By Lorrin Windahl.
The guys at Organoid Technologies have developed an interesting material process. They have worked out how to turn wood chips into freeform mouldings. And the wood chips that they source are residue from logging so they are giving new life to a waste material.
But its not just wood chips, almost any natural fibre can be used. They have a long list of materials, which include hemp, recycled paper, straw or barley just to name a few. And many of the materials offered are renewable, biodegradable and include recycled content.
The Organoid process starts by creating an inflatable or carbon-fibre-reinforced plastic mould (depending on the scale of the product) that is then covered with a vacuum film. The chosen natural fibre is then ground to the required fineness and combined with a natural binder that provides the necessary strength. It is sprayed onto the mould and then, while still moist, covered with another vacuum film to create a hermetic seal. A negative pressure is then applied, compressing the material so that it dries in the desired shape.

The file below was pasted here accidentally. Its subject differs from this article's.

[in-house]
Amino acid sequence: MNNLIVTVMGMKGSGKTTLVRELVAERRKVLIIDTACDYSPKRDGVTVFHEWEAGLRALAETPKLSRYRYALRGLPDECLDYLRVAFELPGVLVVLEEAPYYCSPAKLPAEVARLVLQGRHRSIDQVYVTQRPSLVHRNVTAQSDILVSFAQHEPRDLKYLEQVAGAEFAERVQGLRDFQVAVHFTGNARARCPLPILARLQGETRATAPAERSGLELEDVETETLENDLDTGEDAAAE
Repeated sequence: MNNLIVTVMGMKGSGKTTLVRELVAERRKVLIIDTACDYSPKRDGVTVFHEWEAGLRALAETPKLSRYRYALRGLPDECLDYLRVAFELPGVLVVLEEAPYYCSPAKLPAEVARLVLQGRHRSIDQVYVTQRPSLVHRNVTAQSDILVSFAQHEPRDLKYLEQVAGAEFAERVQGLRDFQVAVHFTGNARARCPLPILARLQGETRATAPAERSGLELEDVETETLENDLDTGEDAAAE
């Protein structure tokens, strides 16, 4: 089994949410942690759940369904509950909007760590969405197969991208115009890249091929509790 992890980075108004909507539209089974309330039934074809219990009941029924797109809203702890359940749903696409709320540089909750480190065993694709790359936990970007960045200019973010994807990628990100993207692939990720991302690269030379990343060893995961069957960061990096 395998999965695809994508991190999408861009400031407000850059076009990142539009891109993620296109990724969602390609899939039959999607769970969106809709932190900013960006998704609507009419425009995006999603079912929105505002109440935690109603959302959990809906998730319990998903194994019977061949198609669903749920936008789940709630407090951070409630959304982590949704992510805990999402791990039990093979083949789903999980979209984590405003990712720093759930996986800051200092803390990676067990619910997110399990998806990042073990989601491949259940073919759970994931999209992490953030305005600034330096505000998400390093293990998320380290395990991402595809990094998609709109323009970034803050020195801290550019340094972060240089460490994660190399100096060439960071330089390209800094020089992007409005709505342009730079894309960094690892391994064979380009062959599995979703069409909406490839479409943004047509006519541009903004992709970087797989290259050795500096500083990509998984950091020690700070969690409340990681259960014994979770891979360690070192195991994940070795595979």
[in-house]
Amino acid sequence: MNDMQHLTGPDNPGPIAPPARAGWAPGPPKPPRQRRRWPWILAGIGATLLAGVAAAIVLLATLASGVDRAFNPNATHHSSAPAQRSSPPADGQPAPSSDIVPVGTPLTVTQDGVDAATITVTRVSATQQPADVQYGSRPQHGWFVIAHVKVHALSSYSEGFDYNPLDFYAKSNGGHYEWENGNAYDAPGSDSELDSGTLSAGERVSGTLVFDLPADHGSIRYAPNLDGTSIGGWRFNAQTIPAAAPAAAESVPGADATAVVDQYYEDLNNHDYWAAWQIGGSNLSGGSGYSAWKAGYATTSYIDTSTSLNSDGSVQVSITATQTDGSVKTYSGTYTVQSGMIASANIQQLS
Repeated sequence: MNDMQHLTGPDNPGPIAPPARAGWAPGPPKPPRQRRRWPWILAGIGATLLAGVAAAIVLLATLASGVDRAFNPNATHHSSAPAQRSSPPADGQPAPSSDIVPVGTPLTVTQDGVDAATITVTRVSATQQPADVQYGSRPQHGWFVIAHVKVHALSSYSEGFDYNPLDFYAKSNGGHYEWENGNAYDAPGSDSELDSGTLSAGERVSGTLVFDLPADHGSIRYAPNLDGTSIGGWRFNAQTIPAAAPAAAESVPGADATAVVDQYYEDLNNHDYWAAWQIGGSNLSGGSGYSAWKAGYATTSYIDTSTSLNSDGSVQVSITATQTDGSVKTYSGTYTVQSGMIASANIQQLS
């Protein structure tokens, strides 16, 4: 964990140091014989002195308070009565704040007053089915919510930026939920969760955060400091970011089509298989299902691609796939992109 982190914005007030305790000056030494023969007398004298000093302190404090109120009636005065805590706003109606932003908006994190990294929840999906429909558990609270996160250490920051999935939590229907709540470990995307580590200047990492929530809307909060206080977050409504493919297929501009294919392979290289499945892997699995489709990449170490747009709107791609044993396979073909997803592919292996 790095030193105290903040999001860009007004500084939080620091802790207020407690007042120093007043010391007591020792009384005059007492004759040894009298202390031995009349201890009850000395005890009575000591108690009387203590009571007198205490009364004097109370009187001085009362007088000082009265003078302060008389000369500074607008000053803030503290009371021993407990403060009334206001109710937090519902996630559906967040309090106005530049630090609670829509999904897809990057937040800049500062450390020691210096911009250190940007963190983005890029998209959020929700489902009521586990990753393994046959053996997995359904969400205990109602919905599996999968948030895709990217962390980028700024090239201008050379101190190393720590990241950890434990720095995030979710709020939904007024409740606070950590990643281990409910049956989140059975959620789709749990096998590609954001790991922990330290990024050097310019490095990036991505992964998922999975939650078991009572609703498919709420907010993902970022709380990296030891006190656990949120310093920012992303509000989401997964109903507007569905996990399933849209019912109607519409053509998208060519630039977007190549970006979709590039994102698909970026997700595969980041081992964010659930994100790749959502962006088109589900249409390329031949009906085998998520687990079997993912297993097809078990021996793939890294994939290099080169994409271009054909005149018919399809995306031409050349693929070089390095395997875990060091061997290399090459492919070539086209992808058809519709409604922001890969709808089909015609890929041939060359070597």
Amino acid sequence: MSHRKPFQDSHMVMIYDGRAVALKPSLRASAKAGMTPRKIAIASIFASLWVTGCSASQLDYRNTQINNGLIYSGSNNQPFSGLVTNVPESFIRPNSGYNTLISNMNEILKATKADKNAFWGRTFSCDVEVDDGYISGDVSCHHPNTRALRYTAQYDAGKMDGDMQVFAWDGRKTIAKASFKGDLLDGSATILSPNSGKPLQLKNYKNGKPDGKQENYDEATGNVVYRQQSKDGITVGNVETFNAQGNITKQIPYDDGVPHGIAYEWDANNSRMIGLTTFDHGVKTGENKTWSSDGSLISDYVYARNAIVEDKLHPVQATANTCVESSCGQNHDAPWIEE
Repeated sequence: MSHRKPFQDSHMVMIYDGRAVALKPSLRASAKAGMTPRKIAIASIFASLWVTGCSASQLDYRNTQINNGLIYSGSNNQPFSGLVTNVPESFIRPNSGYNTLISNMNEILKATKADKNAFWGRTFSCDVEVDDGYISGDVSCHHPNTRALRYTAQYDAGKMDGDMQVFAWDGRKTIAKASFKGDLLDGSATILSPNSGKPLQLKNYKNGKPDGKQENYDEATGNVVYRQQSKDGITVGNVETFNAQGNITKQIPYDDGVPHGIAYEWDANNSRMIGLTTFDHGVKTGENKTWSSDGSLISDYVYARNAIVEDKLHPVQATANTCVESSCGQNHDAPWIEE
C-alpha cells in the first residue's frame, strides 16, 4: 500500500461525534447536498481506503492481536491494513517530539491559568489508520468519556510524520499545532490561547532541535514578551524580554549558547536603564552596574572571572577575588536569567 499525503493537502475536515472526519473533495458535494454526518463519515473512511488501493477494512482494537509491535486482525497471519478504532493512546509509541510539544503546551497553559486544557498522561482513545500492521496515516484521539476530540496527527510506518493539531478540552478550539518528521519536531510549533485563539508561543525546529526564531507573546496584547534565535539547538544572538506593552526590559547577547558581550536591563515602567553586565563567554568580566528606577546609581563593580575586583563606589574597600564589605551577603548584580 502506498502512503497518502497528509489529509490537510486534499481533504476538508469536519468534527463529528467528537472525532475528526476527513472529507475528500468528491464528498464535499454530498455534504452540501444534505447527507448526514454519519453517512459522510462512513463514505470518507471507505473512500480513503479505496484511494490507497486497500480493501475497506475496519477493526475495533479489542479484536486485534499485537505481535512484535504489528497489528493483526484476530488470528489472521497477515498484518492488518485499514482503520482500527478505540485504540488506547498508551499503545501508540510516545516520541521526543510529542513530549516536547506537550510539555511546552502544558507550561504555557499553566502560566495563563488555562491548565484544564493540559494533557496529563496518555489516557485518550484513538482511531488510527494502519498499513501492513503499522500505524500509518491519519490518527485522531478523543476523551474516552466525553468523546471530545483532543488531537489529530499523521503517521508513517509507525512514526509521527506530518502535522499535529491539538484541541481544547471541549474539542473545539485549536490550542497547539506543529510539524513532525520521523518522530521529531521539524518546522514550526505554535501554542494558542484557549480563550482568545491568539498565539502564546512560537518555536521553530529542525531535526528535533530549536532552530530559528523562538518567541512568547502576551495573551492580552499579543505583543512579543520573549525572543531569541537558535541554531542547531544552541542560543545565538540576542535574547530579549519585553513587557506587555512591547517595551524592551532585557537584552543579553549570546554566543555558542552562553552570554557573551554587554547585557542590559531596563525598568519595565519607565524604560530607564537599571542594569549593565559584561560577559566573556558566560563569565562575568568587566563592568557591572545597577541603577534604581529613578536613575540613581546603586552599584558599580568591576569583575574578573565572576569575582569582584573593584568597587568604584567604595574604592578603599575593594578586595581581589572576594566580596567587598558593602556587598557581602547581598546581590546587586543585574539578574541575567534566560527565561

The new process had three objectives: achieve complex freeform shapes, be affordable and use natural materials. They can achieve a tolerance of as little as 0.1mm and the material can be anywhere between 2-200mm thick. It is suitable for indoor or outdoor use and comes in a range of finishes. The obvious use is for furniture but I see the potential in it being used as a more sustainable and renewable packaging material. Decorative coatings and 3D acoustic panels are also available using the same process.
All photos are courtesy of Organoid Technologies.